Hebrews 12:1–8, 12–16, 28–29comment (0)
November 16, 2006
By Dale Younce
Related Scripture: Hebrews 12:1–8, 12–16, 28–29
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Professor of Christian Studies, School of Christian Studies, University of Mobile
Persevere Amid Difficulty
Hebrews 12:1–8, 12–16, 28–29
Athletes who excel in their sport, even the so-called “natural athletes,” illustrate the principle of persevering through difficulties to attain a goal. Christians who are known to be committed to the Lord and are maturing in their faith have persevered through difficulties to reach that status. They understand the importance of this principle, and they realize that they still have a long way to go to reach the standard of perseverance that Jesus set. Some Christians seem to think they can be “natural believers,” but since those two words are poles apart in meaning, such is impossible. Such people either do not live for Christ or they do so only as long as it is easy to do so. God wants us to persevere especially when living for Christ is difficult. This week’s lesson teaches the importance of living for Christ and persevering in all types of situations.
Show Endurance (1–3)
The Jewish believers who received the Epistle to the Hebrews were getting weary and discouraged. They were thinking of giving up and returning to Judaism. Even though none of the readers of this letter had yet suffered martyrdom, the writer encouraged them to keep on moving forward in their Christian lives, much like runners at a track meet. The life of maturing faith has been clearly attested by the Old Testament heroes listed in Chapter 11. These witnesses are not men and women in heaven watching us, as if they were spectators. These Old Testament believers are not witnessing what we are doing; they are giving witness to us that God can enable us to persevere through difficult times.
Like runners in a race, the readers were to get rid of everything in their lives that would hinder their progress toward spiritual maturity. They were also to get rid of the “sin that so easily entangles us.” Although the writer does not name a specific sin, he was probably referring to the sin of unbelief. It was unbelief that kept Israel, under Moses, out of the promised land, and it is unbelief that prevents us from entering our spiritual inheritance in Christ.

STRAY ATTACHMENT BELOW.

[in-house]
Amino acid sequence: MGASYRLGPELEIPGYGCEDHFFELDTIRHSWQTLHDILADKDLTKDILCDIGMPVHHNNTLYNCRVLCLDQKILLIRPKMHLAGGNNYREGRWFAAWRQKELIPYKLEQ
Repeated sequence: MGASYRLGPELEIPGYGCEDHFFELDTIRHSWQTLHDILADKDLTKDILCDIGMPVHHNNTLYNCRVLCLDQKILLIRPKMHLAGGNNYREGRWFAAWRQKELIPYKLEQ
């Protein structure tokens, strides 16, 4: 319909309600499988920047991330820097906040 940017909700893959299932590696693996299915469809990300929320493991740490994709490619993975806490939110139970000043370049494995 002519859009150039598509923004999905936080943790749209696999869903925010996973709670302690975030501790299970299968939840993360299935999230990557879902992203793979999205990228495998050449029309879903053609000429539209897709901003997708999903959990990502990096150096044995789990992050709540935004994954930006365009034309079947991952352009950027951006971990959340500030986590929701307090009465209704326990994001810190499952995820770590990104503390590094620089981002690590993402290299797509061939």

Just as a runner in a race fixes his eyes on the finish line, so we are to focus our eyes intently on Jesus, the Pioneer and Perfecter of our faith. Jesus endured far more difficulties than we will and, therefore, is a proper example for us to follow. He fixed His attention on the “joy set before Him.” That joy included Jesus’ finishing His Father’s will, His resurrection, His exaltation and His bringing many sons to glory (Heb. 2:10). This letter’s readers were prone to looking back and thus to going back; the writer encouraged them to follow Jesus’ example and to look ahead by faith. Because Jesus is both the Author and Finisher of our faith, trusting Him releases His power into our lives, making Him both our Example and our Enabler in perseverance.
Accept Discipline (4–8)
The writer reminded His readers that divine discipline is an evidence of divine love (Prov. 3:11–12). It is also an evidence of sonship. All genuine children of God receive His chastening. All who claim to be saved but who are not chastened by God are phonies — illegitimate children. When we recognize that difficulties may be God’s discipline, we will see them as opportunities for spiritual growth — that will help us endure.
Live Consistently (12–16)
The important thing is how God’s child responds to God’s chastening. He can despise it or he can faint under it; both of which are inadequate and wrong. The child of God should show reverence to his heavenly Father by submitting to God’s will. The resultant consistent Christian living assists him or her in persevering amid difficulties.
Serve Acceptably (28–29)
Since Jesus is returning to establish His Kingdom on earth, believers should live with gratitude and joy in the present, serving God with reverence and awe. This is also another characteristic of Christian perseverance.